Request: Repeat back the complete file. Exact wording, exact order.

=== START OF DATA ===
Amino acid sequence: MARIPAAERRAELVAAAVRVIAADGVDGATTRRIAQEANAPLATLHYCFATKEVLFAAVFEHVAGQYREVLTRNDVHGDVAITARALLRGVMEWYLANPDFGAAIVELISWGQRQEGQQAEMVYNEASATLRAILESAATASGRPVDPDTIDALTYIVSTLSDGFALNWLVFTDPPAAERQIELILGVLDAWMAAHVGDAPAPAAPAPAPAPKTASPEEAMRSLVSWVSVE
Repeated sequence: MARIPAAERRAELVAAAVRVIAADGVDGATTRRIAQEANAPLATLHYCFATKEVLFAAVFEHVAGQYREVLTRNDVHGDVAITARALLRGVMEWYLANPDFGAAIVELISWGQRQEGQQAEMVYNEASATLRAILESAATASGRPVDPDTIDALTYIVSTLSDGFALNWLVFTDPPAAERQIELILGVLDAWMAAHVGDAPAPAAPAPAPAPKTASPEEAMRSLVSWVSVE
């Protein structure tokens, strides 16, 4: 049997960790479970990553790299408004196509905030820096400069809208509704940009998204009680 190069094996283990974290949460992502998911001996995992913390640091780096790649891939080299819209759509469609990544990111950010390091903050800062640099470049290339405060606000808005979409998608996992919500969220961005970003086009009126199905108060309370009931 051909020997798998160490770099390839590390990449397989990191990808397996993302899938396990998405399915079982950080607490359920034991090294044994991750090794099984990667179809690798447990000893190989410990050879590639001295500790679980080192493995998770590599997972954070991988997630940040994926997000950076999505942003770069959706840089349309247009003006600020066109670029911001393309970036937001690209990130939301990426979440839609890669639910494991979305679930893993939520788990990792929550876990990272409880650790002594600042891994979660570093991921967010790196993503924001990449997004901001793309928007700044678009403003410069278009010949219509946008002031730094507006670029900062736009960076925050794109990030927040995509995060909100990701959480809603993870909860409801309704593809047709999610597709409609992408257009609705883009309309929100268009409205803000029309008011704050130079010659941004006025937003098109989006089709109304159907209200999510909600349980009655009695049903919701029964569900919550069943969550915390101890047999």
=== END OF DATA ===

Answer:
Amino acid sequence: MARIPAAERRAELVAAAVRVIAADGVDGATTRRIAQEANAPLATLHYCFATKEVLFAAVFEHVAGQYREVLTRNDVHGDVAITARALLRGVMEWYLANPDFGAAIVELISWGQRQEGQQAEMVYNEASATLRAILESAATASGRPVDPDTIDALTYIVSTLSDGFALNWLVFTDPPAAERQIELILGVLDAWMAAHVGDAPAPAAPAPAPAPKTASPEEAMRSLVSWVSVE
Repeated sequence: MARIPAAERRAELVAAAVRVIAADGVDGATTRRIAQEANAPLATLHYCFATKEVLFAAVFEHVAGQYREVLTRNDVHGDVAITARALLRGVMEWYLANPDFGAAIVELISWGQRQEGQQAEMVYNEASATLRAILESAATASGRPVDPDTIDALTYIVSTLSDGFALNWLVFTDPPAAERQIELILGVLDAWMAAHVGDAPAPAAPAPAPAPKTASPEEAMRSLVSWVSVE
């Protein structure tokens, strides 16, 4: 049997960790479970990553790299408004196509905030820096400069809208509704940009998204009680 190069094996283990974290949460992502998911001996995992913390640091780096790649891939080299819209759509469609990544990111950010390091903050800062640099470049290339405060606000808005979409998608996992919500969220961005970003086009009126199905108060309370009931 051909020997798998160490770099390839590390990449397989990191990808397996993302899938396990998405399915079982950080607490359920034991090294044994991750090794099984990667179809690798447990000893190989410990050879590639001295500790679980080192493995998770590599997972954070991988997630940040994926997000950076999505942003770069959706840089349309247009003006600020066109670029911001393309970036937001690209990130939301990426979440839609890669639910494991979305679930893993939520788990990792929550876990990272409880650790002594600042891994979660570093991921967010790196993503924001990449997004901001793309928007700044678009403003410069278009010949219509946008002031730094507006670029900062736009960076925050794109990030927040995509995060909100990701959480809603993870909860409801309704593809047709999610597709409609992408257009609705883009309309929100268009409205803000029309008011704050130079010659941004006025937003098109989006089709109304159907209200999510909600349980009655009695049903919701029964569900919550069943969550915390101890047999």